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Tuesday, February 28, 2017

Bill Would Eliminate Local Electoral Boards

House Bill 2472 would modify the Election Code so that election challenges to a candidate for municipal, township, or community college district office would be heard by the county electoral board and not the local municipal, township, or community college district electoral board. The county electoral board is made up of three members: (1) the county clerk or designee; (2) the county state's attorney or designee; or (3) the clerk of the county circuit court or designee. 

You may recall that a few years ago legislation was adopted to eliminate school district electoral boards, and to require all challenges to candidates for school board office be heard by the county electoral board. If this legislation passes, all petition challenges to candidates for elected office in a county, municipality, township, community college district, school district, and other special districts be heard by the county electoral board rather than a local electoral board. 

Post Authored by Julie Tappendorf

Monday, February 27, 2017

Supreme Court Addresses Administrative Adjudication Notice Case

The Illinois Supreme Court recently issued its opinion in Stone Street Partners, LLC v. City of Chicago, 2017 IL 117720. This case involved an administrative adjudication decision issued by Chicago in 1999 and a motion by Stone Street Partners, LLC to set aside that judgment in 2009. The issue centered on whether or not Stone Street Partners had received adequate notice in 1999 of the case filed against it for certain code violations at a property it owned.  A person named Keith Johnson appeared at the hearing in 1999, but the record did not disclose whether he was authorized to represent Stone Street Partners.

In determining whether or not Stone Street Partners had adequate notice, the trial court and the court of appeals considered whether or not a corporation has to be represented by an attorney in administrative adjudication matters.  If a corporation does have to be represented by an attorney, then the appearance of Keith Johnson (a non-attorney) in 1999 would not have been binding on the corporation.  If a corporation can appear by a non-attorney, then the appearance of Mr. Johnson would be binding on the corporation to establish it had received notice of the hearing. 

The Illinois Supreme Court side-stepped the issue as to whether or not a corporation must be represented by an attorney in an administrative adjudication proceeding finding no evidence in the record that Johnson represented Stone Street Partners in any capacity.  Mr. Johnson failed to complete the appearance form that asked him to identify the capacity by which he appeared (attorney, officer, agent, owner, agent, etc.) Consequently the Supreme Court held  there was no evidence linking Mr. Johnson to Stone Street and no record evidence of other notice of the hearing to Stone Street. The Court held that in an administrative adjudication proceeding, the notice requirements are "jurisdictional prerequisites" that must be followed in order for the hearing body to have authority to hear the case and adjudicate the charges against someone. In this case, because Stone Street was never properly served with notice and because Johnson had no authority to appear on the company’s behalf, the hearing body had no jurisdiction to decide the code violations against Stone Street.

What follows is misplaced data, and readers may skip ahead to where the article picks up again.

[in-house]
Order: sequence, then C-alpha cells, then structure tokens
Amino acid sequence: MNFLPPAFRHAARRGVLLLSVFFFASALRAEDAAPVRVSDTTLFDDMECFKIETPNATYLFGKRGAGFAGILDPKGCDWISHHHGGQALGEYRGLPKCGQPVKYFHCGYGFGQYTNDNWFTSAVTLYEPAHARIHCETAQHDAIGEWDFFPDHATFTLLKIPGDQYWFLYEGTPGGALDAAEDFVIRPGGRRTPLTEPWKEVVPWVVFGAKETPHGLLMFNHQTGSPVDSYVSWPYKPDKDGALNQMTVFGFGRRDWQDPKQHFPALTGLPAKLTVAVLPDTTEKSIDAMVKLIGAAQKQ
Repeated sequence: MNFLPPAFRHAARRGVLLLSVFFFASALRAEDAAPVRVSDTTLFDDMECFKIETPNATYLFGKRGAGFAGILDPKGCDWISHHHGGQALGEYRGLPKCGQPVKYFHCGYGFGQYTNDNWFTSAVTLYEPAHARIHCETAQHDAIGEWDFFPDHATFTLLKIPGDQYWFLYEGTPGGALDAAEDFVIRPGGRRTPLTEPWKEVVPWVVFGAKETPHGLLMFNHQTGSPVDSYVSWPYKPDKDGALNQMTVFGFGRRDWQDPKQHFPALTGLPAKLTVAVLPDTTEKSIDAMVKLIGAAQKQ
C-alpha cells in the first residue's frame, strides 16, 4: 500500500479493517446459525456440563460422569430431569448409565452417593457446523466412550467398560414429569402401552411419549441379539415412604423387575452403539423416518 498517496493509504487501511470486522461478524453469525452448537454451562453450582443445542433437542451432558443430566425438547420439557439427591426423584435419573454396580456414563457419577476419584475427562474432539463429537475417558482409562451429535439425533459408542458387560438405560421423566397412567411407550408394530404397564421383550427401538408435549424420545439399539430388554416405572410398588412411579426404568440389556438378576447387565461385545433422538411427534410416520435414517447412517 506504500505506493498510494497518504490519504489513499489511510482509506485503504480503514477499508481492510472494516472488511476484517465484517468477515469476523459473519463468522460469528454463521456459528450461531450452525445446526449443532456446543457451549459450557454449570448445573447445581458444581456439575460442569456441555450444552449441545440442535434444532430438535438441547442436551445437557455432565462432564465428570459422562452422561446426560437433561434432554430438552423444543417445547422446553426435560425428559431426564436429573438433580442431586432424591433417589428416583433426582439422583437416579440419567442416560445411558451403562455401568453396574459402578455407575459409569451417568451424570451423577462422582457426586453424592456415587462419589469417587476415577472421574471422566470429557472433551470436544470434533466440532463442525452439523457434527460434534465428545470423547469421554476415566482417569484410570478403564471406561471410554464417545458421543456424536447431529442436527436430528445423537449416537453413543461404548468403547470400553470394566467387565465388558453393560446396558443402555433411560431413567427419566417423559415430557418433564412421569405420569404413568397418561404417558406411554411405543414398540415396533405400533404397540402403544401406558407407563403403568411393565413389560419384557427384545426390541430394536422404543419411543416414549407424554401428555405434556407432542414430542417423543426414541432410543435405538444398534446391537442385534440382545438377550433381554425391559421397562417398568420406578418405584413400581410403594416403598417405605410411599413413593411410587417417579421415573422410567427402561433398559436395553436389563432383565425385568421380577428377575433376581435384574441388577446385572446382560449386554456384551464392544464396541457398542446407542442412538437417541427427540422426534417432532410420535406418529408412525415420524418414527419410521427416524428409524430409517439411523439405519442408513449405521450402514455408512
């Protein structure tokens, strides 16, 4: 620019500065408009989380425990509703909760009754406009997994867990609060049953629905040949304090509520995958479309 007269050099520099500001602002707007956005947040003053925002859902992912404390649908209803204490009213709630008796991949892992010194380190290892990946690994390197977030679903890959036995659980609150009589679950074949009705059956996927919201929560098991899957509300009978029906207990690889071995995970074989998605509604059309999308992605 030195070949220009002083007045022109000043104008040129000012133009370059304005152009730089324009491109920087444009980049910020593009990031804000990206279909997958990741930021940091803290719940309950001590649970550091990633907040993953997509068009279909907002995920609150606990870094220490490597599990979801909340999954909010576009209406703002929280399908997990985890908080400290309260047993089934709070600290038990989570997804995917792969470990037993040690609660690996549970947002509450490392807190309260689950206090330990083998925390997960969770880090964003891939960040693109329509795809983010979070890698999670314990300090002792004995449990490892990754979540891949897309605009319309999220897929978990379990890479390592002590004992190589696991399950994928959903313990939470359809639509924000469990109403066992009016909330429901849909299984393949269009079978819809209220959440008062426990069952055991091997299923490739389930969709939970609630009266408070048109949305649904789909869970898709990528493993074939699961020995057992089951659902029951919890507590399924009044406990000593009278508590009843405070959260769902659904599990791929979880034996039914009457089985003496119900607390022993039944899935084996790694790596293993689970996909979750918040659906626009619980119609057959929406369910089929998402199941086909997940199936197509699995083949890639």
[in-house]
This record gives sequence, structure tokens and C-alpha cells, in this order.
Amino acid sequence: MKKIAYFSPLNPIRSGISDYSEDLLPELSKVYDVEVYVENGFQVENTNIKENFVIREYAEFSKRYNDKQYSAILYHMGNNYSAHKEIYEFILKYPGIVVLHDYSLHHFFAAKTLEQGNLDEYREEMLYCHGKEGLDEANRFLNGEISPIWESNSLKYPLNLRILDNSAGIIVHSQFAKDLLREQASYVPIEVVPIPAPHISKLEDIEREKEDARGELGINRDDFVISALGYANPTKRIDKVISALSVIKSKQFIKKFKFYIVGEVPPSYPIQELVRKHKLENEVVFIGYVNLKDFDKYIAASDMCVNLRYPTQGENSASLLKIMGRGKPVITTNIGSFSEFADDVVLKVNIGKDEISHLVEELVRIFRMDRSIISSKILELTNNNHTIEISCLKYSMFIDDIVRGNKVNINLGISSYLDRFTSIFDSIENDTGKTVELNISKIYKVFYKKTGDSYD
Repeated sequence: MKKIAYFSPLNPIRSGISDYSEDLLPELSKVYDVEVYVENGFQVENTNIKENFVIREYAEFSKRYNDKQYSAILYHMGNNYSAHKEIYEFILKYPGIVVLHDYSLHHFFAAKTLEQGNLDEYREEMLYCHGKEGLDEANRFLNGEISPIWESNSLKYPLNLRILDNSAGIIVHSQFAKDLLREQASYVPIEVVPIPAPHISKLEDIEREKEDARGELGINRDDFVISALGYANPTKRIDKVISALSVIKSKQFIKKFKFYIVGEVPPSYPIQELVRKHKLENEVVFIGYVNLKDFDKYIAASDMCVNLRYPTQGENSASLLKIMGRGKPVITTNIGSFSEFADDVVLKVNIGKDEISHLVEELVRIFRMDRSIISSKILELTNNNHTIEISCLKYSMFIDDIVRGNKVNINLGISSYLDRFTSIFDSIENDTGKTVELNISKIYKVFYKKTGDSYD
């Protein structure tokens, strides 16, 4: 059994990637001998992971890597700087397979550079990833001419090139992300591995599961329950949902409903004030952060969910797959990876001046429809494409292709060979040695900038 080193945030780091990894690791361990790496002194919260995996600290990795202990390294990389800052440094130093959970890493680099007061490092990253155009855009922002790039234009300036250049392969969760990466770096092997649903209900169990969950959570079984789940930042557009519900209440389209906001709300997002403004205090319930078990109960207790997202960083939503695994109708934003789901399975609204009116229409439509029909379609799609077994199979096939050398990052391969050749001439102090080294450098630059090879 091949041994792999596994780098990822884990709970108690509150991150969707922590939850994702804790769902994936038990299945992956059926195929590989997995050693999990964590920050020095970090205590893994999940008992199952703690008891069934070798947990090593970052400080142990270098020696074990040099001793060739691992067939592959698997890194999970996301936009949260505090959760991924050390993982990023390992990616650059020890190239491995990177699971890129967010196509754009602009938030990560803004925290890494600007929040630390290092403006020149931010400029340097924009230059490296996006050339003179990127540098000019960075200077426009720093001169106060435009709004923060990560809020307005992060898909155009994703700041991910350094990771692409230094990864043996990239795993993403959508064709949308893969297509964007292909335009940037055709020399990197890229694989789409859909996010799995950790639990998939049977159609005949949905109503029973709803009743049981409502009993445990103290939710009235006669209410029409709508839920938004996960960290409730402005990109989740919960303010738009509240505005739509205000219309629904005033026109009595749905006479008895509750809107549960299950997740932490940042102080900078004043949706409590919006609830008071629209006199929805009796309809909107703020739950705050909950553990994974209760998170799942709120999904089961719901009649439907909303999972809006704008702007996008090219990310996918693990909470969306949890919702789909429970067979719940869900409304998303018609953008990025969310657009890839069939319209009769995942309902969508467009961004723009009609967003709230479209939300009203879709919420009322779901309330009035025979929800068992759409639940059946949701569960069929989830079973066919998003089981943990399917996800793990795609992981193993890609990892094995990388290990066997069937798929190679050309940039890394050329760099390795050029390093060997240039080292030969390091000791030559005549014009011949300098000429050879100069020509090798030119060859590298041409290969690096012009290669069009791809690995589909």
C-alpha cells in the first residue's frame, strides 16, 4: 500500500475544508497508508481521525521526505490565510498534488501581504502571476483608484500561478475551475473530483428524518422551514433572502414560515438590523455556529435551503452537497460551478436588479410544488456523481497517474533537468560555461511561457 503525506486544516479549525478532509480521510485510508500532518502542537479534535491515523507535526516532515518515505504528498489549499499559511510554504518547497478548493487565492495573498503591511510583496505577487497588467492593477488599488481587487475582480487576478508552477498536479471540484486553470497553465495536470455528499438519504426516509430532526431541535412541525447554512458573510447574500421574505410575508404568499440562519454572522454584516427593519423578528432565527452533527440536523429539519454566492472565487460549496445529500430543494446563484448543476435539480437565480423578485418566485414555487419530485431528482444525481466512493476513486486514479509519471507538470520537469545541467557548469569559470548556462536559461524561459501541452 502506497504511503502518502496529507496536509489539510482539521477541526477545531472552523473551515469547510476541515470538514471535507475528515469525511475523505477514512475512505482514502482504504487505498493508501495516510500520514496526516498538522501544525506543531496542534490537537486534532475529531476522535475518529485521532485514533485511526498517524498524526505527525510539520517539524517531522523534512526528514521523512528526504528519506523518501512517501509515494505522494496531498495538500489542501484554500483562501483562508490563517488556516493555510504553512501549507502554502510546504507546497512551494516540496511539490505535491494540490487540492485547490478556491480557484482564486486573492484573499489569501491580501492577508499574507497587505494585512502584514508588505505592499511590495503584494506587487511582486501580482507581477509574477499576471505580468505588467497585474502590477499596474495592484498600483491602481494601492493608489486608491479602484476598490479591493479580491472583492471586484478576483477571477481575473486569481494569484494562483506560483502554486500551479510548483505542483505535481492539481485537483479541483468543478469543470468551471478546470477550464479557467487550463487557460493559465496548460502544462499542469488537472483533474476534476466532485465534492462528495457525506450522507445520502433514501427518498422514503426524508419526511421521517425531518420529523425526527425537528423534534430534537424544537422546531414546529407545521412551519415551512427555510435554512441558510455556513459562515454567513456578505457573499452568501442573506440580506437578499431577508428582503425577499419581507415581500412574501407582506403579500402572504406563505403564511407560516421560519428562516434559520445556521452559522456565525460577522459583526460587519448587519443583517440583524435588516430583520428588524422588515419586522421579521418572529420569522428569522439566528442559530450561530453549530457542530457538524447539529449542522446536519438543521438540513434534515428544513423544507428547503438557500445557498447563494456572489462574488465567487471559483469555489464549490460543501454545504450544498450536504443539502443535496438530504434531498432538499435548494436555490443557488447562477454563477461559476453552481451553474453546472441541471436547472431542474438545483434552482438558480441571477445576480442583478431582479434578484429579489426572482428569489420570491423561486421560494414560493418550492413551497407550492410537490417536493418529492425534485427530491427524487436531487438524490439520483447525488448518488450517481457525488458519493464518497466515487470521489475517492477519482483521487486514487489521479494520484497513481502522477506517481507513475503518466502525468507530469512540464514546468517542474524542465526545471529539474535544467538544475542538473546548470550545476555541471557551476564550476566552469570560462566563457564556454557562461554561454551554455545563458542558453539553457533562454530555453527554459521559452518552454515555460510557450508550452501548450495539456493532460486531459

The Court also vacated that portion of the appellate court decision holding that a corporation must be represented by an attorney in administrative adjudication matters. Consequently it is now unclear whether or not corporations may be represented by non-attorneys in administrative adjudication. 

The three dissenting judges would have held that, like small claims court, corporations may be represented by officers, agents, owners, or other non-attorneys in administrative adjudication proceedings.

Post Authored by Steve Mahrt, Ancel Glink

Friday, February 24, 2017

Upcoming Webinar on Drones